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Amnesty International (AI) on Wednesday reported torture and serious rights abuses across Central Asia, and said the human rights situation in Uzbekistan remained dire. Uzbekistan and the other four former Soviet states in the region - Kazakhstan, Kyrgyzstan, Tajikistan and Turkmenistan - were quick to offer assistance to the US post-11 September. Washington accepted speedily, basing thousands of troops in Uzbekistan and Kyrgyzstan for operations in nearby Afghanistan, and has greatly increased its contacts with the region, formerly seen as exclusively in Russia's sphere of influence. But despite heavy US emphasis on rights and democracy, and the fact that a string of top-level visitors last year stressed rights at length to the region's leaders, AI catalogued repeated abuses. Serious rights abuses were also noted in Kazakhstan, Tajikistan and Kyrgyzstan, with AI saying that at least two detainees had died in suspicious circumstances in Kazakhstan, while executions continued there in large numbers. On the same day as the AI report was published, Organisation for Security and Cooperation in Europe (OSCE) envoy and former Finnish President Martti Ahtisaari said during a visit to the capital, Ashgabat, that Turkmenistan should engage more with the international community. "I urge the government to use the opportunities which the international community offers, which they have missed," Ahtisaari said after meeting Turkmen officials, including Foreign Minister Rashid Meredov. Among the topics discussed had been the importance of free and fair trials, monitoring of prison conditions by the International Committee of the Red Cross, and a recent increase in Turkmen citizens who had been refused exit visas needed to travel from the country, Ahtisaari told journalists. His visit follows the publication of an OSCE report criticising Turkmen President Saparmyrat Niyazov's involvement in a wave of repression after an alleged coup attempt last November. "The contrast between the law as it is presented and the reality marked by terror and fear is mind-boggling," the document by the OSCE rapporteur, Emmanuel Decaux, read. Following the arrest of a local journalist and human rights campaigner on charges of homosexuality and buying sex from an underage boy in the Uzbek capital Tashkent, on Monday, the editor-in-chief of the Kazakh opposition-oriented SolDat newspaper, Ermurat Bapi, told a news conference in the commercial capital, Almaty, on Wednesday, that he had resigned. Bapi said he had been forced to take such a decision due to pressure from the government. "I have got accurate information that my presence in the newspaper is annoying the authorities. Possibly, my resignation will calm down the initiators of persecution launched against the newspaper and this [resignation] will save SolDat for the readers," he added. Bapi has headed the newspaper since its creation four years ago. Known for its critical writing, the newspaper has faced numerous lawsuits, an attack on its office and assaults on its staff. The Kazakh government had allocated around US $3 million as part of immediate measures to clear up after the earthquake that struck southern areas of Kazakhstan on 23 May, killing at least three people, Prime Minister Imangali Tasmagambetov told Itar-Tass on Wednesday. Special commissions operating in the southern Zhambyl region are trying to establish the extent of the damage. Comprehensive restoration work will start after this. "Schools and health facilities have to be restored in the first place," the prime minister said. Zhambyl Regional Governor Serik Umbetov told a government meeting that 4,175 of the 7,320 houses at the site of the earthquake had been completely destroyed. Over 20,500 people were made homeless and only 9,000 of these have been provided with a temporary shelter. The government has decided to draw up, in a month's time, a state programme for preventing disasters and clearing up their aftermath. Tajikistan had received about $50 million worth of humanitarian aid in the first three months of this year, the local news agency Varorud reported this week, quoting the State Statistics Committee. A total of 99,700 mt of humanitarian aid was provided by 32 countries. The bulk of the received humanitarian aid was made up of flour - 39,500 mt. Foreign countries also sent foodstuffs, clothes, bedding, medicine and medical equipment, building materials, vehicles, oil products and fertilisers through international and local organisations to support Tajikistan's population. The USA was the biggest donor - it provided 53 percent of the overall volume of humanitarian aid, Latvia - 14.7 percent, Korea - 3.2 percent, China and Germany - 2.5 percent each. Uzbekistan was the biggest donor among the CIS states - it provided 6.8 percent of the overall volume of humanitarian aid, Russia - 3.7 percent, Kazakhstan 3.1 percent, Ukraine - 0.9 percent and Kyrgyzstan - 0.6 percent. In a bid to step up disarmament in southern Tajikistan, law-enforcement agencies had confiscated two machine guns, 80 assault rifles, 28 pistols, 10 mines and about 22,000 rounds of ammunition in the Khatlon Region in the first three months of the year, Varorud reported on Wednesday. It said "the search for arms caches in the areas where military actions took place during the civil war of 1992-97 is continuing". The report added that criminal cases had been opened against those who refused to hand in their weapons voluntarily. The fight against drug trafficking had also been stepped up and over half a tonne of drugs, mostly heroin, had been seized in the region during this period, the agency said. And in an indication of an ongoing crackdown on extremism, six members of the banned Islamic party Hizb-ut-Tahrir (Liberation Party) had been arrested in northern Tajikistan, the Tajik police force said on Friday. The activists had been arrested over the past two days while distributing leaflets calling for the creation of an independent Islamic state in Central Asia, a police spokesman said. Hizb-ut-Tahrir is a secretive organisation aiming to unite all Muslims in a caliphate ruled by Islamic shari'ah law. It emerged in the Middle East and spread to Central Asia in the 1990s. The group says it does not advocate violence, but Tajik officials have accused Hizb-ut-Tahrir of having links with Al-Qaeda. Since beginning a crackdown on Hizb-ut-Tahrir in 2000, Tajik authorities have detained about 140 people. About 100 have received jail terms.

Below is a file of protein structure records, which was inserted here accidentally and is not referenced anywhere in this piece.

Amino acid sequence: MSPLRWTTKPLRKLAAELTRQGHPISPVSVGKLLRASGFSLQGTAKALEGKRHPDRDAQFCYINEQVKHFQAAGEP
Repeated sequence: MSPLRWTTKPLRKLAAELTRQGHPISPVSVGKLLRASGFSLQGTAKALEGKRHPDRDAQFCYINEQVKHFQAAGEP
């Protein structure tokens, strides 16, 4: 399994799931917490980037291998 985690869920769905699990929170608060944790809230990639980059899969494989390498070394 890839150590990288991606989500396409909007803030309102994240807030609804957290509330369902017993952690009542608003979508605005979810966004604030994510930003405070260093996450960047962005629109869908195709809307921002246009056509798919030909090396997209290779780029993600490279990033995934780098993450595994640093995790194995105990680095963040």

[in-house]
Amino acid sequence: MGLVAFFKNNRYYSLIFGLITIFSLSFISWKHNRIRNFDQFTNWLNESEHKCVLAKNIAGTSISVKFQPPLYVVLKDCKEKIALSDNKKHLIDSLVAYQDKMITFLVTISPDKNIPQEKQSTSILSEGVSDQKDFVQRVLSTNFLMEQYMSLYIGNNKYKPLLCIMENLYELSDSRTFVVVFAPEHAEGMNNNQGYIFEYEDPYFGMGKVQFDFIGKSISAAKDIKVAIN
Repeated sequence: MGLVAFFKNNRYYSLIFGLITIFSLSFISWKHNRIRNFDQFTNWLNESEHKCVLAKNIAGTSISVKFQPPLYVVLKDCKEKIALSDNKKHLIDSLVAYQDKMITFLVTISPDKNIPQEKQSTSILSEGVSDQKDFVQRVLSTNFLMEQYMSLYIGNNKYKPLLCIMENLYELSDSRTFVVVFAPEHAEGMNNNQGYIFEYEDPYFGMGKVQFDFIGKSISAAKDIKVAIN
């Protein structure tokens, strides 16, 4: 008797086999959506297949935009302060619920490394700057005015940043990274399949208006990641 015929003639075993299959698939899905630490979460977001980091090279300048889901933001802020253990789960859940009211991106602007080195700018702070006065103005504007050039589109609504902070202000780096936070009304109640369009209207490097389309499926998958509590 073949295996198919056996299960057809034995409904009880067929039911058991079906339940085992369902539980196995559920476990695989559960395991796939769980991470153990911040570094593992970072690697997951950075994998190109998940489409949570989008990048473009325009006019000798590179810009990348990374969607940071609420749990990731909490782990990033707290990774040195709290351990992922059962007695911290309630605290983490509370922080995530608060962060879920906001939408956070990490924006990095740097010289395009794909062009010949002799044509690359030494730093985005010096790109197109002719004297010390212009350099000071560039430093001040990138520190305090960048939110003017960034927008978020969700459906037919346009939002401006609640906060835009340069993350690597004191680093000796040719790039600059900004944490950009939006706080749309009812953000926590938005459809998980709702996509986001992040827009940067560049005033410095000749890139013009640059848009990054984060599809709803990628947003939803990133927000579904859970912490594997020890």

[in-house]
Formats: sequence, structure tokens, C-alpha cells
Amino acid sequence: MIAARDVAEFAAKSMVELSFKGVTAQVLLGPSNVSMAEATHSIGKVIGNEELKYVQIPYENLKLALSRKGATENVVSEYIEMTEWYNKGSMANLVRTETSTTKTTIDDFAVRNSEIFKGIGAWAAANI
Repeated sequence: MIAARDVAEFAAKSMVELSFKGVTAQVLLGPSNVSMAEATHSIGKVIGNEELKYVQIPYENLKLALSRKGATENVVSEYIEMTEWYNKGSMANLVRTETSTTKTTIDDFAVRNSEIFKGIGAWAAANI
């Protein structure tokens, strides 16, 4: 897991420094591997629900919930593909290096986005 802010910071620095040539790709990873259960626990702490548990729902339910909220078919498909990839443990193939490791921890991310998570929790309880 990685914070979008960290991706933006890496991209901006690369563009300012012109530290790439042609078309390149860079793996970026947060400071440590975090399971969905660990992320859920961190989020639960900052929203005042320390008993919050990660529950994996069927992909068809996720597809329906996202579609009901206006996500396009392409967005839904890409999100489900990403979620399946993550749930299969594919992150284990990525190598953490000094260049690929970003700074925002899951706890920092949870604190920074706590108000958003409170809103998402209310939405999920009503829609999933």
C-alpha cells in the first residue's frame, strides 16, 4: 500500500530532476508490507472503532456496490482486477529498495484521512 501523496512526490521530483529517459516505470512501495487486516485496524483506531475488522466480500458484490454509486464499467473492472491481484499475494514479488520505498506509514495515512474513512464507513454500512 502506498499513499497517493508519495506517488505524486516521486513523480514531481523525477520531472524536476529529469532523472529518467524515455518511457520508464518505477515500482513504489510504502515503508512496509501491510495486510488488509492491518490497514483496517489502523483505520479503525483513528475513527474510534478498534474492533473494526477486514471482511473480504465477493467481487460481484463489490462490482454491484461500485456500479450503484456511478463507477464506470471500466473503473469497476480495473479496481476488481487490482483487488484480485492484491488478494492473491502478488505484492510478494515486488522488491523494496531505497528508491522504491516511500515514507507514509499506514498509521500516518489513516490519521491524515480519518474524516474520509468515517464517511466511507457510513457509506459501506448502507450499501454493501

This article was produced by IRIN News while it was part of the United Nations Office for the Coordination of Humanitarian Affairs. Please send queries on copyright or liability to the UN. For more information: https://shop.un.org/rights-permissions